In July, 1890, the Hook and Ladder Company was organized and, on August 16, a new truck was delivered. For a short time the truck was housed in the Engine House. The following year a Watrous Steamer was purchased, and the Village Board was requested to find new quarters for the Hook and Ladder truck. I have never been able to ascertain where it was moved, but rumor has it that the barn in back of Christ’s Bakery was used for that purpose.
A new Fire House was dedicated in June, 1896. Located on the southeast corner of Roslyn and Twelfth Avenues, it also housed the Hook and Ladder truck. That same year, the Enterprise Hose Company was organized. The old Fire House was moved from Pirie Park and located on the south side of the new head quarters. This became the home of the new company.
The Watrous Steamer apparently failed to live up to expectations and some enterprising soul decided to have a new boiler installed to replace the inefficient one. From that time on, the Steamer was known as “Old Pot Belly.” Unfortunately, the alterations were not very effective.
In 1908, the Engine Company changed its name to the Sea Cliff Engine and Hose Company. A Knott Steamer was purchased by the Village in 1912. Immediately it began winning first prizes at Nassau County tournaments. The New York State record established by the Knott still stands, although I must admit that such contests were discontinued years ago.
Some of the Hose Company members, in Asbury Park, New Jersey, circa 1912.
On Memorial Day morning in 1915, the Department was called out to fight a fire in the home of Ida Beach Stewart. Mrs. Stewart was so appreciative of the work done by the firemen that she asked what she could do to show her gratitude. She was told that the Mercedes runabout, which was stored in her garage and seldom used, would make a very valuable addition to the fire-fighting equipment of the Department. Mrs. Stewart donated the Mercedes to the Department, and it was assigned to the Engine Company.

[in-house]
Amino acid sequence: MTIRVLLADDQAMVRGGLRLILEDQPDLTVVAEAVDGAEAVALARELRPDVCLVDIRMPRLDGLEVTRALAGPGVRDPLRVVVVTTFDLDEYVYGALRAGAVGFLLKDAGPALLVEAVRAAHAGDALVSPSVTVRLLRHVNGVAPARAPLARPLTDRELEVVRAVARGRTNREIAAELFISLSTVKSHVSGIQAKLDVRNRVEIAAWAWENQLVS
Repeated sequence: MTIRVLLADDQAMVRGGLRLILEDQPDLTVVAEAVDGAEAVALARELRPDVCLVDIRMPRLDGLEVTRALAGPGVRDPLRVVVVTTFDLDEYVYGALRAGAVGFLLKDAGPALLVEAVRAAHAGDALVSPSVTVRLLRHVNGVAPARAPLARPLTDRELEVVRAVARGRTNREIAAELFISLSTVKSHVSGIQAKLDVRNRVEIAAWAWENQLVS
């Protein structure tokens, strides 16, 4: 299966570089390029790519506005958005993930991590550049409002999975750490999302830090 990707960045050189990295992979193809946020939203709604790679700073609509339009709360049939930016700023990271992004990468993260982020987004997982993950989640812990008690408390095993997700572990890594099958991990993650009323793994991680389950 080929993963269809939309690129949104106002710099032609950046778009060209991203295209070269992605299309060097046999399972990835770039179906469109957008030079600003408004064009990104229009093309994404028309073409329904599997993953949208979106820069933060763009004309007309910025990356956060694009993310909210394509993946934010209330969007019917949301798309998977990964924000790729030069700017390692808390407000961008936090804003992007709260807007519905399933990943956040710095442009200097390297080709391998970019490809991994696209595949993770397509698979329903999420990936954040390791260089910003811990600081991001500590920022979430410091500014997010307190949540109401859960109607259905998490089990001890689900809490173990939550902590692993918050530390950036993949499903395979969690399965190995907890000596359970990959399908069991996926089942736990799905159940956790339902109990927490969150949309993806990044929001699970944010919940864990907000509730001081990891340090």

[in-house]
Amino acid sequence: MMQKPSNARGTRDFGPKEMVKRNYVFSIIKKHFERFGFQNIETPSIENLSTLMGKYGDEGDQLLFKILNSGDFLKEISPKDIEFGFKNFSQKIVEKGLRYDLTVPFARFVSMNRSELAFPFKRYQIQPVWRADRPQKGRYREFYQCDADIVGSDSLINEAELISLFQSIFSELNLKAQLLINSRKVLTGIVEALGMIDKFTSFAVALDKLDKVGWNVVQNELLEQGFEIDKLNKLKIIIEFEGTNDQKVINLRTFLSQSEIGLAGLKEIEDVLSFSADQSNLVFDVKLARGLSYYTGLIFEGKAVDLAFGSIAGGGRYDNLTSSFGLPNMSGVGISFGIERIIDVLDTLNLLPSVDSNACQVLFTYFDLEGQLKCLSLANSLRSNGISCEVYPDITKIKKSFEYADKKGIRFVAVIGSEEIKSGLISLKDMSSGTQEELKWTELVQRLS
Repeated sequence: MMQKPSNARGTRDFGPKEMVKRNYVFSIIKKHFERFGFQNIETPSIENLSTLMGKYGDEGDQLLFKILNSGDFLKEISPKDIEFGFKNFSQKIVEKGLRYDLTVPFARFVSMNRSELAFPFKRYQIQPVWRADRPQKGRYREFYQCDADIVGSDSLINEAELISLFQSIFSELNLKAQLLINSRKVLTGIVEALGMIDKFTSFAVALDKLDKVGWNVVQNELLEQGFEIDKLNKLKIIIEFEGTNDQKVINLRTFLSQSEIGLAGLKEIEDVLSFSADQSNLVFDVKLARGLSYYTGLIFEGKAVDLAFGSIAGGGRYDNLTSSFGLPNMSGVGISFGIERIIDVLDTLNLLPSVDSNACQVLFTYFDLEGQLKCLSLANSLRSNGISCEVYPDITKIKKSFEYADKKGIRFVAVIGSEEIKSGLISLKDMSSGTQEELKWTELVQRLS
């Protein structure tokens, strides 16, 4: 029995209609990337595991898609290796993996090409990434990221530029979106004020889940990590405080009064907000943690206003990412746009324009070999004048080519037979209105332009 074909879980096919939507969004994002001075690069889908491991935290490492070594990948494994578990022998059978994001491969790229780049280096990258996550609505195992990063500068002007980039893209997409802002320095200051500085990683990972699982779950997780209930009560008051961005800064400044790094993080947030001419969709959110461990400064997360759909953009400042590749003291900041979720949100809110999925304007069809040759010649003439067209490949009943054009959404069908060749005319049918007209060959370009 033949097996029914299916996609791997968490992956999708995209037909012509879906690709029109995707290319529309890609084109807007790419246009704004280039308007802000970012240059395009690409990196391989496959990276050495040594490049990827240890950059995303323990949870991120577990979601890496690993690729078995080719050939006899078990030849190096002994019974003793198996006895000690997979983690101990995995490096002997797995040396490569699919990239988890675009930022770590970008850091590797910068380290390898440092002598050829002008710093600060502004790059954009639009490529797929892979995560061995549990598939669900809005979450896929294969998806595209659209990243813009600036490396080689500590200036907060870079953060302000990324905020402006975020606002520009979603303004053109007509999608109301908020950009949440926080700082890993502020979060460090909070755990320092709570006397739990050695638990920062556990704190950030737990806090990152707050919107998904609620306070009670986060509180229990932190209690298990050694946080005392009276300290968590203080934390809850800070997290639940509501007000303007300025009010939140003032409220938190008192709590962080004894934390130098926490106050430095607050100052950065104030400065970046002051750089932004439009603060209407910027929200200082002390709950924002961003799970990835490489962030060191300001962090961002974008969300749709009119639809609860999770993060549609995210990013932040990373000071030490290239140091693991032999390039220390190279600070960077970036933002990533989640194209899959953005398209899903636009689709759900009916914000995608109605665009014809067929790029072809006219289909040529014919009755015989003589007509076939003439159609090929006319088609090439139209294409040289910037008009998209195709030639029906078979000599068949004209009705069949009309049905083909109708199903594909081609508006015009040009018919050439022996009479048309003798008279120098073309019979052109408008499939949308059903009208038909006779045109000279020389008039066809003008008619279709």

That evening, the Department was again called out to the Stewart residence and the Mercedes was used to pull the Steamer. Because the pulling pole was still attached to the Steamer, it was necessary for several of the firemen to hop off and steer the Steamer whenever a turn had to be made. Later, a new body to carry hose was installed on the Mercedes, and a special attachment was designed to enable the Steamer to be towed. A short while later, the Steamer was equipped with a front wheel-drive engine and the Mercedes was used only as a hose cart.
Soon thereafter, another Mercedes was acquired to tow the Hook and Ladder truck and, later on, the Enterprise Hose Company purchased a Packard truck and presented it to the Village.
In 1931, the Fire House was replaced by the present headquarters which were formally dedicated in 1932. While the new building was under construction, the fire apparatus was housed in the buildings formerly owned by Robert W. Hendrickson, located on the northwest corner of Roslyn and Sixteenth Avenues.
Today the Sea Cliff Fire Department is equipped with the most modern fire-fighting apparatus. It is part of the Fifth Battalion, composed of several fire companies in this area of the North Shore, and is always ready to assist any of the other Battalion members in time of need.
Probably no division of the Fire Department is more worthy of praise than the ambulance crew. Scarcely a day passes which does not require the services of these dedicated and well-trained men.
I would be remiss if I did not give recognition to the Ladies’ Auxiliary. Organized in 1932, its members have made the life of the firemen much happier by providing them with hot coffee and snacks when the men are engaged in combating a serious fire.
Sea Cliff Fire Department